Review of The Queen’s Wings (The Emerging Queens #1), by Jamie K. Schmidt

The Queen's Wings

I was granted a copy of Jamie K. Schmidt‘s The Queen’s Wings by the good folks of Netgalley.

Description from Goodreads:
Long ago, the Cult of Humanity sacrificed the Dragon Queen, crippling the breeding process. But now Carolyn hears the voice of that long dead queen telling her that she holds the key to breaking the spell that will free all the female dragons.

FBI dragon Reed’s disdain for humans can’t mask the magnetic attraction he has for Carolyn, but when she tells him she’s going to shift into a dragon he thinks she’s crazy. A female hasn’t been hatched, or shape shifted, in over a thousand years.

He’s proven wrong after Carolyn shifts and is named the new Queen on the block. A never-ending line of suitors forms, but she only wants Reed. Too bad he doesn’t want in on the competition. But when the Cult kidnaps Carolyn to sacrifice her in an effort to make the curse against the female dragons permanent, Reed must face his fears—and feelings, racing to save the woman he realizes he can’t live without.

Review: **slightly spoilerish**
In some moments I think I really liked The Queen’s Wings, then I remember that what I liked was what The Queen’s Wings was trying to be…and largely failing. It was trying to be a snarky paranormal romance WITH DRAGONS and Dragon shifters are my absolute favourite type of shifter. I also love witty heroines with a penchant for sarcastic side commentary and self-mockery (within limits, of course). By all accounts I should have loved this book. But I just didn’t. 

Don’t get me wrong; I liked some aspects of it. I did like Carolyn’s witty comments and willingness to stand up to all the alpha dragons around her. I loved that she occasionally channelled Kaname Chidori and rolled the metaphorical (and literal) newspaper. I liked her obsession with books. Now, there is a hoard I can relate to! I liked the humor. I liked the actual world created here, where dragons and humans have come to some social accord and live together. I liked the way it played with the concept of power, since the female dragons were both revered and victimized. I liked Reed in the last half of the book and I liked Jack and Niall. So, the book wasn’t a total bust.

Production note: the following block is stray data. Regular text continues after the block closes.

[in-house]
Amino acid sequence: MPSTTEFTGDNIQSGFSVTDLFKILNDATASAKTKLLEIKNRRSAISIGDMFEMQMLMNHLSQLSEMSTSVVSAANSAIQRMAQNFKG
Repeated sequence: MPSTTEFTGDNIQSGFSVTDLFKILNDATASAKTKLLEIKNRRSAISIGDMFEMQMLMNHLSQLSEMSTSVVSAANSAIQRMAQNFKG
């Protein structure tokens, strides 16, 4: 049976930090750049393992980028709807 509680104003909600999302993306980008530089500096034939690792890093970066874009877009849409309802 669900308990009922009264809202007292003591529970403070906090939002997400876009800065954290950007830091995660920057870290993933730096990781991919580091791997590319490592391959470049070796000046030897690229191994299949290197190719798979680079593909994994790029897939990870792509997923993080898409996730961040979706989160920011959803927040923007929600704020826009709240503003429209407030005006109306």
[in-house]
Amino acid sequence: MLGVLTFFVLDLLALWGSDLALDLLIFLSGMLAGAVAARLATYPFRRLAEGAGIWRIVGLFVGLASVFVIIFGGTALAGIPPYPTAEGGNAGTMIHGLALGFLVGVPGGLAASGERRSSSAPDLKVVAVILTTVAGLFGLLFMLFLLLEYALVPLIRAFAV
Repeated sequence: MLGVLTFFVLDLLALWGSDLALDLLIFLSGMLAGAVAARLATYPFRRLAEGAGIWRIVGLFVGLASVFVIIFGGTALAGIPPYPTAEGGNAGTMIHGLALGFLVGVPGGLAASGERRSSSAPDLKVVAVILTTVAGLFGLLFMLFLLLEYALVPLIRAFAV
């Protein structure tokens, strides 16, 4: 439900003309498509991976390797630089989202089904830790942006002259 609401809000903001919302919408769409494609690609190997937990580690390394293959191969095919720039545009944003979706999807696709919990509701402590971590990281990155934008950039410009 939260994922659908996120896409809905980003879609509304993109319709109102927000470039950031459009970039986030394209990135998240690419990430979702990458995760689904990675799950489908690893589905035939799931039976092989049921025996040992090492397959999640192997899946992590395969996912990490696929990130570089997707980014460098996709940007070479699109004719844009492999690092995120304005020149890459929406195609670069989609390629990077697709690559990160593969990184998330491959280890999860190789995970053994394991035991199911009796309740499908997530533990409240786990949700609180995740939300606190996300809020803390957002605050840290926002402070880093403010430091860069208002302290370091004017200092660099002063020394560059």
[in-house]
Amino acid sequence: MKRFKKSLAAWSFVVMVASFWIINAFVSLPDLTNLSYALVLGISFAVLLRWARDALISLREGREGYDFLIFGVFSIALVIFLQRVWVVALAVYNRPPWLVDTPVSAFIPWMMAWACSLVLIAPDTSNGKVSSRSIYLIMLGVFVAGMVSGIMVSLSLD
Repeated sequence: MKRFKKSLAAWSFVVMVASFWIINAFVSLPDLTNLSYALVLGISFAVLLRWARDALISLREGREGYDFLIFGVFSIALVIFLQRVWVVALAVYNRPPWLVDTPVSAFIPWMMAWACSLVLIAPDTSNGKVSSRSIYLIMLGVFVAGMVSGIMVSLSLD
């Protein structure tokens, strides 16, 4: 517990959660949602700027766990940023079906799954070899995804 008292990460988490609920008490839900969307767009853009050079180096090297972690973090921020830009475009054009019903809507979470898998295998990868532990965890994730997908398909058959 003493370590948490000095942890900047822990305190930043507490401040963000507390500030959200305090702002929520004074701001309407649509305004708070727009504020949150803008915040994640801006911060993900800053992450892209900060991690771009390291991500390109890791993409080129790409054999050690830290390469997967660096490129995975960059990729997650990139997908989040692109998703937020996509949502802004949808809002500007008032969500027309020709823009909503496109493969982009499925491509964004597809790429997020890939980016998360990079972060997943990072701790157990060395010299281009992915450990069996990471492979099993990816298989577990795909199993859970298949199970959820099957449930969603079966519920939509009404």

However, it also never clicked for me. It didn’t flow smoothly. The writing did. That’s not what I mean. The writing was fine. It was the plot. It just stuttered along, occasionally making leaps and stops. As an example, for 45% of the book Reed was standoffish and even hostile toward Carolyn. Then, in a matter of a paragraph or so, he suddenly got all affectionate. There was nothing to instigate a change in behaviour. It was a TOTAL attitude 180, with no cause. Even worse it was inferred that this might have been some Machiavellian attempt to curry favour and control and that seemed a lot more likely than that he just suddenly decided he liked her. And even though the reader is told it’s not, they even get their happy ending, it didn’t feel natural. Not at all!

I also hated that almost all the other women in the book were villainized. (The few who weren’t were victimized.) It’s like watching any of a 100 Disney movies and finding that anytime you have an older woman in any position of power (the queen, the witch, the sorceress, the step mother, etc) she’s evil. It’s the same old subtle sexist, ‘see, woman can’t be allowed power’ crap we’re fed all the time. Why couldn’t even one of the dragon queens be working toward the good of the species instead of her own comfort? 

I’ll grant that they had a pretty crap deal, but in the end, the ‘evil queens’ felt like a cheap and easy plot device. Especially considering the fact that Carolyn, who was set up as a saviour by being the first female to shift in millennia, actually wasn’t the first and none of her subsequent actions did anything to save the species. Crazy xxx’s did that. Yep, one of the baddies, who is also villainized and supposed to be reviled by the reader, actually brought the females back. (But we’re still left with the impression that she was evil for doing so.)

So in the end, I’ll give this a middling rating. I liked what the book was aiming for, I just ended up not much liking what the book was. On a side note, I find the description wildly inaccurate. 

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